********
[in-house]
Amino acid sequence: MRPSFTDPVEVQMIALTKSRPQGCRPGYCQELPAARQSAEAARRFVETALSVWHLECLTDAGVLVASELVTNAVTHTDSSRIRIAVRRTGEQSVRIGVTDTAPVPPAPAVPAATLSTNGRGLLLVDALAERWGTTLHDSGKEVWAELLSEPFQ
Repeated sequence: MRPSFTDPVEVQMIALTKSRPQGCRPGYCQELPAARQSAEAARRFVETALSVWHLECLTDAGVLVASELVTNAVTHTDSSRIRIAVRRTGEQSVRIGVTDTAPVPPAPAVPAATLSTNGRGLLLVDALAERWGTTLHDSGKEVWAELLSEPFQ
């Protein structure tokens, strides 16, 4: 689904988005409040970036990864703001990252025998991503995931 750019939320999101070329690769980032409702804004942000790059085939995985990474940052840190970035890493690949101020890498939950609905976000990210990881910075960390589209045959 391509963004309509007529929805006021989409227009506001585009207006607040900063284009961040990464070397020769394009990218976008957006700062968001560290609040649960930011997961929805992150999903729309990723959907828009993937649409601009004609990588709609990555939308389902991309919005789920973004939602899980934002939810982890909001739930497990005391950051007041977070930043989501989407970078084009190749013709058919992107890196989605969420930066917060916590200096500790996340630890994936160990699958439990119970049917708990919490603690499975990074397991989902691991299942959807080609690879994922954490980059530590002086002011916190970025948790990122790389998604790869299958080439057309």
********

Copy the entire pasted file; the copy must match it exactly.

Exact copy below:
[in-house]
Amino acid sequence: MRPSFTDPVEVQMIALTKSRPQGCRPGYCQELPAARQSAEAARRFVETALSVWHLECLTDAGVLVASELVTNAVTHTDSSRIRIAVRRTGEQSVRIGVTDTAPVPPAPAVPAATLSTNGRGLLLVDALAERWGTTLHDSGKEVWAELLSEPFQ
Repeated sequence: MRPSFTDPVEVQMIALTKSRPQGCRPGYCQELPAARQSAEAARRFVETALSVWHLECLTDAGVLVASELVTNAVTHTDSSRIRIAVRRTGEQSVRIGVTDTAPVPPAPAVPAATLSTNGRGLLLVDALAERWGTTLHDSGKEVWAELLSEPFQ
């Protein structure tokens, strides 16, 4: 689904988005409040970036990864703001990252025998991503995931 750019939320999101070329690769980032409702804004942000790059085939995985990474940052840190970035890493690949101020890498939950609905976000990210990881910075960390589209045959 391509963004309509007529929805006021989409227009506001585009207006607040900063284009961040990464070397020769394009990218976008957006700062968001560290609040649960930011997961929805992150999903729309990723959907828009993937649409601009004609990588709609990555939308389902991309919005789920973004939602899980934002939810982890909001739930497990005391950051007041977070930043989501989407970078084009190749013709058919992107890196989605969420930066917060916590200096500790996340630890994936160990699958439990119970049917708990919490603690499975990074397991989902691991299942959807080609690879994922954490980059530590002086002011916190970025948790990122790389998604790869299958080439057309």